Hunter Gatherer Research

Disruptive transactions

The complex configurations of sharing and the vulnerability of life in the Jarawa Reserve forest in the Andaman Islands

Hunter Gatherer Research (2017), 3, (3), 537–556.

Abstract

The murder of a mixed-race child in the Jarawa reserve territory of the Andaman Islands made headlines in the global media in March 2016. What caught the interest was the murder of the child, allegedly by a Jarawa man in collusion with an outsider, and the ethical and legal conundrum it purportedly posed to Indian state authorities. The murder of the child was in fact carried out at the behest of an outsider, a poacher in the forest who was apparently the father of the child and known to have been involved in multiple sexual relationships with a particular group of Jarawa women who formed a sorority and lived at the fringes of the reserve’s forest. Without the protective structures of a family, this sorority has forged alliances among themselves and consequently remained in an ambivalent relationship to the community, often facing overt restraints on their rights to participate in the practices of ‘sharing’ within the community. The women’s proximity to outsiders and their participation in an alternative exchange economy with poachers and settlers is a mode of survival. This paper focuses on the precarious existence of this group of Jarawa women in the Andaman Islands, reflecting on the contingent and gendered configurations of sharing, non-sharing and transactional practices that have emerged in the context of the Jarawa community’s contact with the outsiders, their confinement in a territory close to non-tribal settlements, and their inclusion in a welfare system that erodes their values of sharing in deeply disruptive ways.

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References

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Barnard, A & Spencer, J (eds) 2002. Encyclopedia of social and cultural anthropology. London: Routledge. Google Scholar

Barry, E & Kumar, H 2016. Baby’s killing tests India’s protection of an Aboriginal culture. New York Times, 13 March 2016. Google Scholar

Boehm, C 2001. Hierarchy in the forest. The evolution of egalitarian behavior. Cambridge, MA: Harvard University Press. Google Scholar

Dowling, JH 1968. Individuals, ownership and the sharing of game in hunting societies. American Anthropologist 70(3):502–507. Google Scholar

Hodgson, DL & McCurdy, S 1996. Wayward wives, misfit mothers and disobedient daughters: wicked women and the reconfiguration of gender in Africa. Canadian Journal of African Studies 30(1):1–9. Google Scholar

Kishigami, N 2004. A new typology of food sharing practices among hunter-gatherers with a special focus on Inuit. Journal of Anthropological Research 60(3):341–358. Google Scholar

Leacock, E & Lee, R 1982. Politics and history in band societies. Cambridge: Cambridge University Press. Google Scholar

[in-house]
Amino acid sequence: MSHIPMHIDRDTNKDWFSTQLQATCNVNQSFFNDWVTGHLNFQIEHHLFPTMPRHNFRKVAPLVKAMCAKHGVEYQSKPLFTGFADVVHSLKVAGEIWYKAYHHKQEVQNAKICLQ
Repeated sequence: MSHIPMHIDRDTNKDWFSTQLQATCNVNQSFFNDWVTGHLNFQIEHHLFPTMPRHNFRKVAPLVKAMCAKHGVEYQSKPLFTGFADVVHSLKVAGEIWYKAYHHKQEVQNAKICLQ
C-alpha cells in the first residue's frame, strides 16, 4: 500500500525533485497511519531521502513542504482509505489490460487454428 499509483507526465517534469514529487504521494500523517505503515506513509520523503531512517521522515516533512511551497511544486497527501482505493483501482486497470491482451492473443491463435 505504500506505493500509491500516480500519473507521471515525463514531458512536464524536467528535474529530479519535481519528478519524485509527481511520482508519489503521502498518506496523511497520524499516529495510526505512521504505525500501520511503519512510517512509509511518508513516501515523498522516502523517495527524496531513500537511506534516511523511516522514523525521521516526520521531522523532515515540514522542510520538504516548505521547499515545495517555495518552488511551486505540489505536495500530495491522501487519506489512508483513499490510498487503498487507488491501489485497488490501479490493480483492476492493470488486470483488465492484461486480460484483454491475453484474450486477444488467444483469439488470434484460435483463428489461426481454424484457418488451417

Lee, R 1992. Demystifying primitive communism. In Gailey, CW (ed) Dialectical anthropology: essays in honor of Stanley Diamond. Volume 1. Gainesville: University of Florida Press:73–94. Google Scholar

Mukhopadhyay, K, Bhattacharya, RK & Sarkar, BN 2002. Jarawa contact: ours with them, theirs with us. Calcutta: Anthropological Survey of India. Google Scholar

Pandya, V 2002. Contact, images and imagination: the impact of roads in Jarawa reserve forest of Andaman Islands. Bijdragen tot de Taal-Land-en Volkenkunde 158(4):799–820. Google Scholar

Pandya, V 2009. In the forest: visual and material worlds of Andamanese history (1858–2003). Lanham, MD: University Press of America. Google Scholar

Pandya, V 2014. Being ‘primitive’ in a modern world: the Andaman islanders. In Devy, G & Davis, G (ed) Knowing differently: the cognitive challenge of the Indigenous. New Delhi: Routledge:13–44. Google Scholar

Radcliffe-Brown, AR 1964. The Andaman islanders. New York: Free Press. Google Scholar

Sahlins, M 1965. On the sociology of primitive exchange. In Banton, M (ed) The relevance of models in social anthropology. London: Routledge:139–159. Google Scholar

Sahlins, M 1972. Stone age economics. Chicago: Aldine-Atherton. Google Scholar

Sarkar, J 1990. The Jarawa. Calcutta: Seagull Books. Google Scholar

Sekhsaria, P & Pandya, V (eds) 2010. The Jarawa Tribal Reserve Dossier: cultural and Biological Diversities in the Andaman Islands. Pune: Kalpvriksh. Google Scholar

Service, ER 1966. The hunters. Englewood Cliffs, NJ: Prentice Hall. Google Scholar

Suzman, J 2017. Affluence without abundance. New York: Bloomsbury. Google Scholar

Woodburn, J 1982. Egalitarian societies. Man, New series 17:431–451. Google Scholar

Woodburn, J 1988. African hunter-gatherer social organization: is it best understood as a product of encapsulation? In Ingold, T, Riches, D & Woodburn, J (eds) Hunters and gatherers (Vol 1). History, evolution, and social change. Oxford: Berg Press:31–64. Google Scholar

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Details

Author details

Pandya, Vishvajit

Mazumdar, Madhumita